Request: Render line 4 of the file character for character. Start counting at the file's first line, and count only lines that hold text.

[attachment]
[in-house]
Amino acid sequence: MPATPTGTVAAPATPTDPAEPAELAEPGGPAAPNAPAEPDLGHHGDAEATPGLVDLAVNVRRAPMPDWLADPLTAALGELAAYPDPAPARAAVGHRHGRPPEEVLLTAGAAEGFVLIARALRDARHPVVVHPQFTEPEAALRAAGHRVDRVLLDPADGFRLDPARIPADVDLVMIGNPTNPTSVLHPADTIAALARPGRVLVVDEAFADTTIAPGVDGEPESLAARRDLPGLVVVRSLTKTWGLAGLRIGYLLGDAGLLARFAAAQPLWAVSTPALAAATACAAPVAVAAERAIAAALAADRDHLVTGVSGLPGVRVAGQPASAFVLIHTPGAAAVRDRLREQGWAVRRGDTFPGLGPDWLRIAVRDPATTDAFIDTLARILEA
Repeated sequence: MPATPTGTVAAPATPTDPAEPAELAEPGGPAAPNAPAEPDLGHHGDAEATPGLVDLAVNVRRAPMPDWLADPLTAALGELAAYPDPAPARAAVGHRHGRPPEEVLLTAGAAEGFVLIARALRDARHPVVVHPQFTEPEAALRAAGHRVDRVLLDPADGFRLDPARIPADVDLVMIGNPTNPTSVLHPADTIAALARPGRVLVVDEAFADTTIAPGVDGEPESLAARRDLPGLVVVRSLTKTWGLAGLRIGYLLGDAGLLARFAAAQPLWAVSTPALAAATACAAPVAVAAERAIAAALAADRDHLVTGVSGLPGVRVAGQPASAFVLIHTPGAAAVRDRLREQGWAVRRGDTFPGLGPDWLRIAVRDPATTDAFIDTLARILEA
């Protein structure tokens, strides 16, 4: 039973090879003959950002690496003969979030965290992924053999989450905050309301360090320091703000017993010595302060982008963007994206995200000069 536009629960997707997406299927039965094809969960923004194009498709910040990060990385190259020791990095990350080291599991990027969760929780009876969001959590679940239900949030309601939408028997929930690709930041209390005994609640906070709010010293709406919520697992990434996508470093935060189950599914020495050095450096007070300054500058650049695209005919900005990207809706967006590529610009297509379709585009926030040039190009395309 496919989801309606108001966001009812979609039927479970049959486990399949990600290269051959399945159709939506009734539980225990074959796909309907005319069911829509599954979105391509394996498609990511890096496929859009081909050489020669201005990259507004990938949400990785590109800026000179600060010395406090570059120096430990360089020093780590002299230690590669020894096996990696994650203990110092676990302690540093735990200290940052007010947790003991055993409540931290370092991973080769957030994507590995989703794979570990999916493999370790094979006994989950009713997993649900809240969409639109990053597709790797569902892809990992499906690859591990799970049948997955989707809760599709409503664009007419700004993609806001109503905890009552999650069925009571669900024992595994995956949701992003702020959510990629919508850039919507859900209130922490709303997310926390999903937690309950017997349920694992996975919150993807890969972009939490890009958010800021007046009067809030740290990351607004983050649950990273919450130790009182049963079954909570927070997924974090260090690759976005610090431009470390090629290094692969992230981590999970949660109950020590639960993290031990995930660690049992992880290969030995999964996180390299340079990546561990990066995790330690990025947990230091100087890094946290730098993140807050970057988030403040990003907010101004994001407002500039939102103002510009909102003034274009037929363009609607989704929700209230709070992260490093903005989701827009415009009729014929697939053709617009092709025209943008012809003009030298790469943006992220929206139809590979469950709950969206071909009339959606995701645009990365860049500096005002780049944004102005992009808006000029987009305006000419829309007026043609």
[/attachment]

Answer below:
């Protein structure tokens, strides 16, 4: 039973090879003959950002690496003969979030965290992924053999989450905050309301360090320091703000017993010595302060982008963007994206995200000069 536009629960997707997406299927039965094809969960923004194009498709910040990060990385190259020791990095990350080291599991990027969760929780009876969001959590679940239900949030309601939408028997929930690709930041209390005994609640906070709010010293709406919520697992990434996508470093935060189950599914020495050095450096007070300054500058650049695209005919900005990207809706967006590529610009297509379709585009926030040039190009395309 496919989801309606108001966001009812979609039927479970049959486990399949990600290269051959399945159709939506009734539980225990074959796909309907005319069911829509599954979105391509394996498609990511890096496929859009081909050489020669201005990259507004990938949400990785590109800026000179600060010395406090570059120096430990360089020093780590002299230690590669020894096996990696994650203990110092676990302690540093735990200290940052007010947790003991055993409540931290370092991973080769957030994507590995989703794979570990999916493999370790094979006994989950009713997993649900809240969409639109990053597709790797569902892809990992499906690859591990799970049948997955989707809760599709409503664009007419700004993609806001109503905890009552999650069925009571669900024992595994995956949701992003702020959510990629919508850039919507859900209130922490709303997310926390999903937690309950017997349920694992996975919150993807890969972009939490890009958010800021007046009067809030740290990351607004983050649950990273919450130790009182049963079954909570927070997924974090260090690759976005610090431009470390090629290094692969992230981590999970949660109950020590639960993290031990995930660690049992992880290969030995999964996180390299340079990546561990990066995790330690990025947990230091100087890094946290730098993140807050970057988030403040990003907010101004994001407002500039939102103002510009909102003034274009037929363009609607989704929700209230709070992260490093903005989701827009415009009729014929697939053709617009092709025209943008012809003009030298790469943006992220929206139809590979469950709950969206071909009339959606995701645009990365860049500096005002780049944004102005992009808006000029987009305006000419829309007026043609």